By Mike Danielson, Michael McCarthy, and Paula Orlando*
A study conducted by CLALS has revealed that, contrary to popular perception in Venezuela, Globovisión – standard bearer in news television for the opposition’s political agenda until a May 2013 ownership change – does not exhibit a strong pro-government bias. Our report, Bias or Neutrality? An Assessment of Television News Coverage in Venezuela by Globovisión, concludes that Globovisión’s framing of the issues has tended to be neutral, and that there was no significant bias in favor of the government or the opposition. To examine the station’s performance during the first 15 months of new ownership (May 2013-August 2014) – the previous owners felt compelled to sell after mounting fines caused them to operate at a loss – the study examined content during four critical junctures: the 2013 municipal elections, street demonstrations in 2014, the international attempts to mediate Venezuela’s internal political crisis, and shortages of basic goods. Using content analysis to examine coverage of government and opposition representatives, the favorability of the presentation and portrayal of prominent individuals and organizations, and the choice of issues and perspectives receiving coverage, the review concluded:
- Non-partisan actors received most coverage (45.3 percent), and pro-government and pro-opposition partisans were equally likely to receive attention (28.4 and 26.3 percent, respectively). Even in the instances that a small pro-opposition bias was found, pro-opposition voices received only slightly more visibility in terms of total on-air minutes – receiving 37.5 percent, while 33.6 percent went to pro-government partisans, and 28.9 percent went to nonpartisan actors.
- Pro-opposition perspectives were favored in the periods focused on the municipal elections and street demonstrations, and coverage was more neutral when focused on the international dimensions of the crisis and the shortages of basic goods.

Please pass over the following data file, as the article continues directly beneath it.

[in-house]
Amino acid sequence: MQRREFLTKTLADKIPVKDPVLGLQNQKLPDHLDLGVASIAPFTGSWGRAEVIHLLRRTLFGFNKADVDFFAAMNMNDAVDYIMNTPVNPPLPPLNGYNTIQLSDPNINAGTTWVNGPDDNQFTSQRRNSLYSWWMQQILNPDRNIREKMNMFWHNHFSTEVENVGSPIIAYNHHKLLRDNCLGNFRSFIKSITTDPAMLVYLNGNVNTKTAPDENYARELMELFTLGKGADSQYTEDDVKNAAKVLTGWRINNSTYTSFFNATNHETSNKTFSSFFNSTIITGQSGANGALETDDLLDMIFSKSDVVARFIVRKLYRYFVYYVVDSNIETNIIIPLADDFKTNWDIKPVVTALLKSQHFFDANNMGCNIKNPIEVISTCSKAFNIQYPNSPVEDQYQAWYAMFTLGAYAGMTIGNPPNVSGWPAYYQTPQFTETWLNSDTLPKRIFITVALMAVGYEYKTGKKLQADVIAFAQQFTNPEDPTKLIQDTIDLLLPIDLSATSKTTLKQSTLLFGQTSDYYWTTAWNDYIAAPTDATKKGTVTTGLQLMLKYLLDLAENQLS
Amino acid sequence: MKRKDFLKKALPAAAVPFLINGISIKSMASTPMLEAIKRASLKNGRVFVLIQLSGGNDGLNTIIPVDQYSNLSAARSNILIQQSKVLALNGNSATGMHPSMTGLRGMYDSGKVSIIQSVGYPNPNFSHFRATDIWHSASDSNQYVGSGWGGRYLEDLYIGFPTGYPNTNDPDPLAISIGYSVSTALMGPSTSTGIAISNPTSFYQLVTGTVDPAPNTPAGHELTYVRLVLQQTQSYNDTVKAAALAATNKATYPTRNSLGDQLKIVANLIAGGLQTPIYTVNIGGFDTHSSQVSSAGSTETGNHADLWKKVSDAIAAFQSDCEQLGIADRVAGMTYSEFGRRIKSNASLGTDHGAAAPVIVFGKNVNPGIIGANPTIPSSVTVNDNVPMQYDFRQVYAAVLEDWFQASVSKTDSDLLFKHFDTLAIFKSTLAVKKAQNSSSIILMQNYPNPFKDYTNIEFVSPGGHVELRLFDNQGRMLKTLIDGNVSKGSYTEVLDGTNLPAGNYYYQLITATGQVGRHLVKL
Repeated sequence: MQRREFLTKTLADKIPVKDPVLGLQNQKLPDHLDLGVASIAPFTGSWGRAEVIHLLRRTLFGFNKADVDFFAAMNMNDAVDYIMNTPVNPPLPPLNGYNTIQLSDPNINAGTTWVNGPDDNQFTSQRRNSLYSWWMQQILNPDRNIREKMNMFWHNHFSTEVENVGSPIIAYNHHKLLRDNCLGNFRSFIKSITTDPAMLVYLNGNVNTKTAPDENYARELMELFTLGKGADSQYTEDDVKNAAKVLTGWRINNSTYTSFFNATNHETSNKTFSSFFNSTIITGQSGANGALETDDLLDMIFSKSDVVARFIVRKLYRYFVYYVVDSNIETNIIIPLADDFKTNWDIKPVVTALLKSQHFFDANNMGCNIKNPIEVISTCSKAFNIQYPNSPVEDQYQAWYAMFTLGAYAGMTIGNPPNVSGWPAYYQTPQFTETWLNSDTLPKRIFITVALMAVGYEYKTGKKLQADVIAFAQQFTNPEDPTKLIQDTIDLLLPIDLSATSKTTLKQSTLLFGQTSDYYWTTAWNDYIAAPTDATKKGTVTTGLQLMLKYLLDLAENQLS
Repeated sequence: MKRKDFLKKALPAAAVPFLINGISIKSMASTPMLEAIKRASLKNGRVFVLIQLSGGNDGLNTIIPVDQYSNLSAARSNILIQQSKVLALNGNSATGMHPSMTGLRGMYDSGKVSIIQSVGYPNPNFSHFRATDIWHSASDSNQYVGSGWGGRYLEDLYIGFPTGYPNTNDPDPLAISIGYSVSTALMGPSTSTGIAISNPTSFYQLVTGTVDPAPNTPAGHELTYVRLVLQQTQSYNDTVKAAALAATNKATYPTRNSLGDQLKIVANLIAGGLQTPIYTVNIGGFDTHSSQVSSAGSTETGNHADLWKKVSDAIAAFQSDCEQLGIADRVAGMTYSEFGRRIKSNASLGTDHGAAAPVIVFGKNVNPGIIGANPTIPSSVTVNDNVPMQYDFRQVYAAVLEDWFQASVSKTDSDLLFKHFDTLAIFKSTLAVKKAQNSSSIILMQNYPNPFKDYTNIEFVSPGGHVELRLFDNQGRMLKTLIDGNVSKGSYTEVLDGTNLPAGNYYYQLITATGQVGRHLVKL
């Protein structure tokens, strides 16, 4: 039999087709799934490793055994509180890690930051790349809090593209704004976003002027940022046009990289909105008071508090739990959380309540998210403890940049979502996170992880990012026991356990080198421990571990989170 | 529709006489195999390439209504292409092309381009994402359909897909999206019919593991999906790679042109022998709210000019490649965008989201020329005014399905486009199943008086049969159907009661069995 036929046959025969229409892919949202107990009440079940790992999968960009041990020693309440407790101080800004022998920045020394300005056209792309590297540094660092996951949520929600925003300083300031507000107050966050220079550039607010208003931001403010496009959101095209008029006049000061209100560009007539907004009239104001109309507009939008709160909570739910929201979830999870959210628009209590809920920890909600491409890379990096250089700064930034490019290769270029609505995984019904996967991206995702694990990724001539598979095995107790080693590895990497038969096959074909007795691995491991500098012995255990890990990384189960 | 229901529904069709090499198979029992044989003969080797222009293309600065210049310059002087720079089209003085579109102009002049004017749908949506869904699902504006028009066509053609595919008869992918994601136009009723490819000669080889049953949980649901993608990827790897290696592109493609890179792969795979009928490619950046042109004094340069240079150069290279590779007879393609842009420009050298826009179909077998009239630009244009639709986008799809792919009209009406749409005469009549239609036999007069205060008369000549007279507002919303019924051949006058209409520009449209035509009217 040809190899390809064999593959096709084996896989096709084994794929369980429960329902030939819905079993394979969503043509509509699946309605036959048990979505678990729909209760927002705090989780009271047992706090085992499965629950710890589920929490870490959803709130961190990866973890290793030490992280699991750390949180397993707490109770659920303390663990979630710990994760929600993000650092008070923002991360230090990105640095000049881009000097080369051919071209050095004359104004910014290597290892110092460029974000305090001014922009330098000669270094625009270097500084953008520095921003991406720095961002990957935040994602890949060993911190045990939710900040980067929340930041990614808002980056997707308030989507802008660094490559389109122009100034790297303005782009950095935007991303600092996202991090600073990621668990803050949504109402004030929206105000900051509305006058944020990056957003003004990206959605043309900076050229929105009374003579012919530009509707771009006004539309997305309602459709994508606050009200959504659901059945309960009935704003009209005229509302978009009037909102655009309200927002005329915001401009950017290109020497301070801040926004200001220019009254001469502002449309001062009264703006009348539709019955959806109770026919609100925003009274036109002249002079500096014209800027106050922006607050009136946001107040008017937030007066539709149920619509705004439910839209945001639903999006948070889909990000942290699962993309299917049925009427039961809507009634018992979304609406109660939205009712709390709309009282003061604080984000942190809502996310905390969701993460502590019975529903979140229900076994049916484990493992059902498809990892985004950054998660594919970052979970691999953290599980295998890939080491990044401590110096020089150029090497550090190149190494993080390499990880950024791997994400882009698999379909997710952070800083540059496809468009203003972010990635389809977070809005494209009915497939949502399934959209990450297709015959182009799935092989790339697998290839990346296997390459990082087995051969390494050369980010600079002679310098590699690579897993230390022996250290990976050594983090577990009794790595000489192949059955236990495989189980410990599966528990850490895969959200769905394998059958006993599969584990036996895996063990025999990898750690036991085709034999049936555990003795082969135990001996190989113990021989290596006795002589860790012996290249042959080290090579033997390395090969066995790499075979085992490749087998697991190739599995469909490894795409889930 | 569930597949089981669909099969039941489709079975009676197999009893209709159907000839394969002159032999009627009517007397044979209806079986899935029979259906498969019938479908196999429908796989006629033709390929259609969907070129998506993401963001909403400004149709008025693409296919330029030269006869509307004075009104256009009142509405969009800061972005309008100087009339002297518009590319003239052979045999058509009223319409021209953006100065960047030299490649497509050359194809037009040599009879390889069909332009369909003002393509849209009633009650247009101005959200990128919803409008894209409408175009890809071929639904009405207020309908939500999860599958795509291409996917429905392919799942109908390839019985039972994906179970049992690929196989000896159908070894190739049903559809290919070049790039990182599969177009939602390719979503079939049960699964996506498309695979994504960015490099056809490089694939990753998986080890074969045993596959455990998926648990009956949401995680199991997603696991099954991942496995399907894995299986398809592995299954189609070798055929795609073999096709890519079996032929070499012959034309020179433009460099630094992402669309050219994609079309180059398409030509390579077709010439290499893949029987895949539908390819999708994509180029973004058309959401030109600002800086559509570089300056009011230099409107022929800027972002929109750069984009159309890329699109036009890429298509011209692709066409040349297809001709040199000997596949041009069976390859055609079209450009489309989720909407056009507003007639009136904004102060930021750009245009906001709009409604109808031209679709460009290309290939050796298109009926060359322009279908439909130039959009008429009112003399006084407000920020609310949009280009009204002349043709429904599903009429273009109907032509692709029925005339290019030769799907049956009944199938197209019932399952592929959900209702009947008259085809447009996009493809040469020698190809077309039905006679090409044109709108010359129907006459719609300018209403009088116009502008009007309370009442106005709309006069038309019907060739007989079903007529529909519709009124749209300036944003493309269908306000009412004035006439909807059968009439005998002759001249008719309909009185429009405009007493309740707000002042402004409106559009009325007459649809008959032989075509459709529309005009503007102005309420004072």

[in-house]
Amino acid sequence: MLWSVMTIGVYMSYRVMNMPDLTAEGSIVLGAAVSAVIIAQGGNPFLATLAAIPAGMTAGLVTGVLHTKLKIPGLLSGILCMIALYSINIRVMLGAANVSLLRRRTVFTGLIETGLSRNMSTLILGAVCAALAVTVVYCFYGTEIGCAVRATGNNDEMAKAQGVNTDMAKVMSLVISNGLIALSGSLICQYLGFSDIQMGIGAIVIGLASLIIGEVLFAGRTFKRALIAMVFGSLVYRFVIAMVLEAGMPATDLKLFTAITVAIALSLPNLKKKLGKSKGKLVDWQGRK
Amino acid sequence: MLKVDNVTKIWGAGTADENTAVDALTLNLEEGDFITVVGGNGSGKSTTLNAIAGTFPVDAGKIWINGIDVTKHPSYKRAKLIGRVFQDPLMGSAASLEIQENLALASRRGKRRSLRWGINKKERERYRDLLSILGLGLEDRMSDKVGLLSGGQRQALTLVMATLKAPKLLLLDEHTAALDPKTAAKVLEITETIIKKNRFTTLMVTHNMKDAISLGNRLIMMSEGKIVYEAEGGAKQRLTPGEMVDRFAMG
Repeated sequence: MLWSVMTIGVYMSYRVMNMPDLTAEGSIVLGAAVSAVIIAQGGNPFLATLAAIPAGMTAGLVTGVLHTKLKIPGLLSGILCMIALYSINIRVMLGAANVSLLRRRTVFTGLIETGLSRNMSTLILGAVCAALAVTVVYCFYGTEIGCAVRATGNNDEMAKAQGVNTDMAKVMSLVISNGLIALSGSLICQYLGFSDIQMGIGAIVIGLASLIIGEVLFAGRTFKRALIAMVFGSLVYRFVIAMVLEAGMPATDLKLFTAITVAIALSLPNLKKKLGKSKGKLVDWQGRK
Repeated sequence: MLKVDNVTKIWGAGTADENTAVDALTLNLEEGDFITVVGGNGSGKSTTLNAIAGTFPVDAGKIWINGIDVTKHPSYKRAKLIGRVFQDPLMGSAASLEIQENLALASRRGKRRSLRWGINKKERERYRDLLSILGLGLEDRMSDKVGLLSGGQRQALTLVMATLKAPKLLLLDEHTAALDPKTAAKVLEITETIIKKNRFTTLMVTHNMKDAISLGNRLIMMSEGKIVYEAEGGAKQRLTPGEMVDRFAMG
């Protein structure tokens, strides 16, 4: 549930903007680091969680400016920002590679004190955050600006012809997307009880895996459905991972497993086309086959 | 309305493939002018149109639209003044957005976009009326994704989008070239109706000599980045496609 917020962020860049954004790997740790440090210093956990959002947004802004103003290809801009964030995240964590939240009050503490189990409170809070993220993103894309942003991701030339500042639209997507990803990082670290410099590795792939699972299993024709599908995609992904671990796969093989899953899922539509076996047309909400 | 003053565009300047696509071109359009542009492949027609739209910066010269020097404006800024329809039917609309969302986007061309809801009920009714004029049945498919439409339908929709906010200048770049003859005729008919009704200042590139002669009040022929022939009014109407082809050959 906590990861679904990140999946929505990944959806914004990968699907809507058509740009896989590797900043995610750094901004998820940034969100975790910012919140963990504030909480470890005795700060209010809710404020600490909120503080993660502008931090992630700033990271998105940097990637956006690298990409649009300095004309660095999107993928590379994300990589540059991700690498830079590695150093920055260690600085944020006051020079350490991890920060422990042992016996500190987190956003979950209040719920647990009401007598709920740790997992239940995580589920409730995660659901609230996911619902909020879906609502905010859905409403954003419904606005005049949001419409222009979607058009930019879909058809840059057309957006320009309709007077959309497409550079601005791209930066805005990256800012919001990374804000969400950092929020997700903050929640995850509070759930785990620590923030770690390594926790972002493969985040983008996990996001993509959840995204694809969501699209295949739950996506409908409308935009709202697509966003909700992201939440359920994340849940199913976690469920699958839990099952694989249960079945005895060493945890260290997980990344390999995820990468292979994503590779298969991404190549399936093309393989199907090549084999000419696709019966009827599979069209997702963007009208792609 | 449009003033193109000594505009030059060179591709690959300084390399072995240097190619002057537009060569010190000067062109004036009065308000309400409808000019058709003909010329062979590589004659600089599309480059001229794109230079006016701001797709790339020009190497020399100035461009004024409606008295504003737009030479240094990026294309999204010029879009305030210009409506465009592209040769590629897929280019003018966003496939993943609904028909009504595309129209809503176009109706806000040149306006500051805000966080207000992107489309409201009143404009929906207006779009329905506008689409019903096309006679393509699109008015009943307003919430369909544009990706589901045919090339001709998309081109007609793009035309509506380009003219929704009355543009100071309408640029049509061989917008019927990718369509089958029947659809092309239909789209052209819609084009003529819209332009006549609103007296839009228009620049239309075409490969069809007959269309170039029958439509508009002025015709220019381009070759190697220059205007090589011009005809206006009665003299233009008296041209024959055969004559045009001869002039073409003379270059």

- There was, however, a pro-government slant regarding story placement, as stories that were more favorable to the Administration of President Nicolás Maduro tended to “lead” as the first stories in a news broadcast.
Privately owned news media in Venezuela face numerous challenges to providing visibility and fair depiction to sharply different perspectives on enormously controversial events. Although this report calls attention to the need to reassess the perception that Globovisión is strongly biased in favor of the government, notable holes in the channel’s news coverage suggest international concerns about press freedom issues in Venezuela remain justified. For example, the case of jailed opposition leader Leopoldo López received less attention from Globovisión than from international outlets such as CNN en español or NTN24. Additionally, footage of former presidential candidate and Governor of Miranda state Henrique Capriles was shown 11 times in the study’s sample, but Capriles was not an interview guest on any of the Globovisión programs. President Maduro, on the other hand, appeared 42 times (beyond government-controlled network broadcasts called cadenas). In spite of Venezuela’s chronic political crisis and extremely difficult political circumstances and the related pressures on news media, Globovision coverage, on balance, was not significantly biased either in favor or against the government.
May 19, 2015
*Mike Danielson (Visiting Assistant Professor of International Affairs at George Washington University), Michael McCarthy, and Paula Orlando are CLALS fellows. Click here to see their full report and here to see their interview with Voice of America.